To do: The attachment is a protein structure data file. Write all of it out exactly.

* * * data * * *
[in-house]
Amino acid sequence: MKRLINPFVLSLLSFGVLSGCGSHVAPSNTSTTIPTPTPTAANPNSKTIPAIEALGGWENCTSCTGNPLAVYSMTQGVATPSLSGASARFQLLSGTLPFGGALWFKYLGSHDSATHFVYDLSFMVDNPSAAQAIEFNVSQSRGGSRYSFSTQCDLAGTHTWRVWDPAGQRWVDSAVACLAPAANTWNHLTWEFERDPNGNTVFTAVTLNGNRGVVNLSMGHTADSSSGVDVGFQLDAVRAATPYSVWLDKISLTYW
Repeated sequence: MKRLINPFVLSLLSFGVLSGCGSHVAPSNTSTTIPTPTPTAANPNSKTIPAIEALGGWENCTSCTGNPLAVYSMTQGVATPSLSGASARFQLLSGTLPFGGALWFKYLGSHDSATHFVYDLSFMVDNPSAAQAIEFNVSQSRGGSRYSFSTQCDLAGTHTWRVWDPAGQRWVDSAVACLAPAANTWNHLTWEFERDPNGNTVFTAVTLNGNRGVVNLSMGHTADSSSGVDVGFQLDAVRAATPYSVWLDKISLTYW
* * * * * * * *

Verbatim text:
[in-house]
Amino acid sequence: MKRLINPFVLSLLSFGVLSGCGSHVAPSNTSTTIPTPTPTAANPNSKTIPAIEALGGWENCTSCTGNPLAVYSMTQGVATPSLSGASARFQLLSGTLPFGGALWFKYLGSHDSATHFVYDLSFMVDNPSAAQAIEFNVSQSRGGSRYSFSTQCDLAGTHTWRVWDPAGQRWVDSAVACLAPAANTWNHLTWEFERDPNGNTVFTAVTLNGNRGVVNLSMGHTADSSSGVDVGFQLDAVRAATPYSVWLDKISLTYW
Repeated sequence: MKRLINPFVLSLLSFGVLSGCGSHVAPSNTSTTIPTPTPTAANPNSKTIPAIEALGGWENCTSCTGNPLAVYSMTQGVATPSLSGASARFQLLSGTLPFGGALWFKYLGSHDSATHFVYDLSFMVDNPSAAQAIEFNVSQSRGGSRYSFSTQCDLAGTHTWRVWDPAGQRWVDSAVACLAPAANTWNHLTWEFERDPNGNTVFTAVTLNGNRGVVNLSMGHTADSSSGVDVGFQLDAVRAATPYSVWLDKISLTYW